[ExI] pentagon wants orbiting solar power stations
eugen at leitl.org
Sat Oct 13 18:35:09 UTC 2007
On Sat, Oct 13, 2007 at 04:41:12PM +0100, BillK wrote:
> Article in today's Times newspaper:
> Saving energy at home could take 200 years to repay its cost.
Bulllllllshit. Saving is all about the costs.
This is not just money, this is energy ROI over life time.
> The Energy Performance Certificates which are now required with all
> Home Information Packs for houses with three or more bedrooms list
> eight measures to secure a high rating of A or B against a poor rating
> of F or G.
> But the study from the Royal Institute of Chartered Surveyors shows
> that some of the measures, such as solar panels to heat water, would
> cost £5,000 to install but reduce average bills by only £24 a year and
How about 60% less heating costs, every year?
> would take about 208 years to pay back.
How about after 8 years, worst case?
> Some of the comments on the article say that their cost figures seem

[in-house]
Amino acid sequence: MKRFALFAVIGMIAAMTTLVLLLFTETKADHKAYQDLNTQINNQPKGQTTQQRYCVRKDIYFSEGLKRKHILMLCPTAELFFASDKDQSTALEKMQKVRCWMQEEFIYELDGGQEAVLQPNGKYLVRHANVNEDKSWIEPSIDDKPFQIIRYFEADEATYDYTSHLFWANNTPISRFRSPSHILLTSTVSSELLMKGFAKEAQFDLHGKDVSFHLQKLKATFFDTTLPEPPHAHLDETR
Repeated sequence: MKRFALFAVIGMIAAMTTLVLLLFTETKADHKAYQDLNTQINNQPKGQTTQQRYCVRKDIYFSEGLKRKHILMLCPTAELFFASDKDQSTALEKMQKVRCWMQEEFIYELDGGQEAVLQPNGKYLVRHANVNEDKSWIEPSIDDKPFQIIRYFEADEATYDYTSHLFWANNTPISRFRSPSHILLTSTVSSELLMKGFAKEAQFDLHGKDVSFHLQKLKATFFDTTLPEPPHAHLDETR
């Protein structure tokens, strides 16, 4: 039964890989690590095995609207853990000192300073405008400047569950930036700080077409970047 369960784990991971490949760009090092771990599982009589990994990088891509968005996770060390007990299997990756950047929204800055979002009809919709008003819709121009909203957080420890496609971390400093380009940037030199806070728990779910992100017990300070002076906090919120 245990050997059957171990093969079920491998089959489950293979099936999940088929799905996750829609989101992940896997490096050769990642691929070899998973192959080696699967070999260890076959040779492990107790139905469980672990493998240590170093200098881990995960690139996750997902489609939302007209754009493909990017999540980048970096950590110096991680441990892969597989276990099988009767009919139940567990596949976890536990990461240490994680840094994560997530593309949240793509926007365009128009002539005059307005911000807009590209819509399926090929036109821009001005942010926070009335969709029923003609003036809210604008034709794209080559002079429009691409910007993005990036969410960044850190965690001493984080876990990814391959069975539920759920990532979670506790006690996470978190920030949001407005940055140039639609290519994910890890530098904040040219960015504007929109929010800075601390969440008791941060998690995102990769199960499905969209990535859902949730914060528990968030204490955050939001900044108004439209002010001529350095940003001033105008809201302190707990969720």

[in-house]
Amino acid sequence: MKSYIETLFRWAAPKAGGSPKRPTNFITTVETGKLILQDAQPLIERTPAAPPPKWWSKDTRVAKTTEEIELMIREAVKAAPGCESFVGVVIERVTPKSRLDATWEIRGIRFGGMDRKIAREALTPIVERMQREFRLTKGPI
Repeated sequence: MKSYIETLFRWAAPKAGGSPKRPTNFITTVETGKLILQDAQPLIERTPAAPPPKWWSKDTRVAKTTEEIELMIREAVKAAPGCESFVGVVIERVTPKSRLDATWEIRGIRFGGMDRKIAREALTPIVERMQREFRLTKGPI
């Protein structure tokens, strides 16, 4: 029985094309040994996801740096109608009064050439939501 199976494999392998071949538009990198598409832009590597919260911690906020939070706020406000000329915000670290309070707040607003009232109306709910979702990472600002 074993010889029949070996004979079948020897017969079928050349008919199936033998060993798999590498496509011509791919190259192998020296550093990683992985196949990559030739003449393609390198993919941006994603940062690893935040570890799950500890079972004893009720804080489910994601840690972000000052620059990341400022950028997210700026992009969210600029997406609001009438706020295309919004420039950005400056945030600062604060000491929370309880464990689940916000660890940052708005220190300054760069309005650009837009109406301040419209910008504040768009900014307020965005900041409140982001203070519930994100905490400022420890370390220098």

> high. I suspect this is because they have assumed professional
> installation not DIY.
8 years is for professional installation. DIY is probably 3-5 years.
> Cavity wall insulation seems to be the only worthwhile enhancement to
Insulation is the investment with highest ROI. Solar thermal is the next
item. Somewhen much later is lighting.
Irrational incandescence indeed.
> pay contractors to install. If you are fit, then DIY loft insulation
> is also worth doing.
> Legislation in the UK stops DIY work on gas and electrical installations.
Sounds like a good thing. Certainly not a show-stopper.
> So solar power has to have a substantial cost reduction before it
> becomes practical. I keep reading articles predicting cost
If I drive around the neighborhood, I would say that solar has become
practical a decade ago, at least. Did I mention that the place I rent
out is heated by geothermal, Kalina cycle?
> breakthroughs in solar cells, so hopefully price reductions will be
> coming soon.
PV is only about electricity. Crossover outside of niches (it has already
occured in temporal and spatial niches) there should happen within the next
decade, depending on development of fossil costs and whether the market
can meet demand, so that prices don't stay up.
Eugen* Leitl <a href="http://leitl.org">leitl</a> http://leitl.org
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